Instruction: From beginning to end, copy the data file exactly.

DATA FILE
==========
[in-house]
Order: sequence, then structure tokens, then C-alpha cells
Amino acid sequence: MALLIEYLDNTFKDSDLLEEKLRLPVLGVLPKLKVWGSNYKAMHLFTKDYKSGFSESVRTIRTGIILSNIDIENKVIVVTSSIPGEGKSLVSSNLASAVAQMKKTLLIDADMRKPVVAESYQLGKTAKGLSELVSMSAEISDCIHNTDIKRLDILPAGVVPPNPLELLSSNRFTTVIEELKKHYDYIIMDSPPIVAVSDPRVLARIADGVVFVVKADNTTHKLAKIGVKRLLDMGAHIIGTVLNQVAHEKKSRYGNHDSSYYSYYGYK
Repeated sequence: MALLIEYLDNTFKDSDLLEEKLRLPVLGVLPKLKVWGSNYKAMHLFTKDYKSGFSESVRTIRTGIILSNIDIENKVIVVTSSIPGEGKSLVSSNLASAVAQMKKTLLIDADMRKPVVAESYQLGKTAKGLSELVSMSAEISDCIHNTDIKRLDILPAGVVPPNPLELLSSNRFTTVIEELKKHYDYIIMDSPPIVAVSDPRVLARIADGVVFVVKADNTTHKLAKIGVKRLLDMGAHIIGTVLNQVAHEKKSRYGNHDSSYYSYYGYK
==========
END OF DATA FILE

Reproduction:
[in-house]
Order: sequence, then structure tokens, then C-alpha cells
Amino acid sequence: MALLIEYLDNTFKDSDLLEEKLRLPVLGVLPKLKVWGSNYKAMHLFTKDYKSGFSESVRTIRTGIILSNIDIENKVIVVTSSIPGEGKSLVSSNLASAVAQMKKTLLIDADMRKPVVAESYQLGKTAKGLSELVSMSAEISDCIHNTDIKRLDILPAGVVPPNPLELLSSNRFTTVIEELKKHYDYIIMDSPPIVAVSDPRVLARIADGVVFVVKADNTTHKLAKIGVKRLLDMGAHIIGTVLNQVAHEKKSRYGNHDSSYYSYYGYK
Repeated sequence: MALLIEYLDNTFKDSDLLEEKLRLPVLGVLPKLKVWGSNYKAMHLFTKDYKSGFSESVRTIRTGIILSNIDIENKVIVVTSSIPGEGKSLVSSNLASAVAQMKKTLLIDADMRKPVVAESYQLGKTAKGLSELVSMSAEISDCIHNTDIKRLDILPAGVVPPNPLELLSSNRFTTVIEELKKHYDYIIMDSPPIVAVSDPRVLARIADGVVFVVKADNTTHKLAKIGVKRLLDMGAHIIGTVLNQVAHEKKSRYGNHDSSYYSYYGYK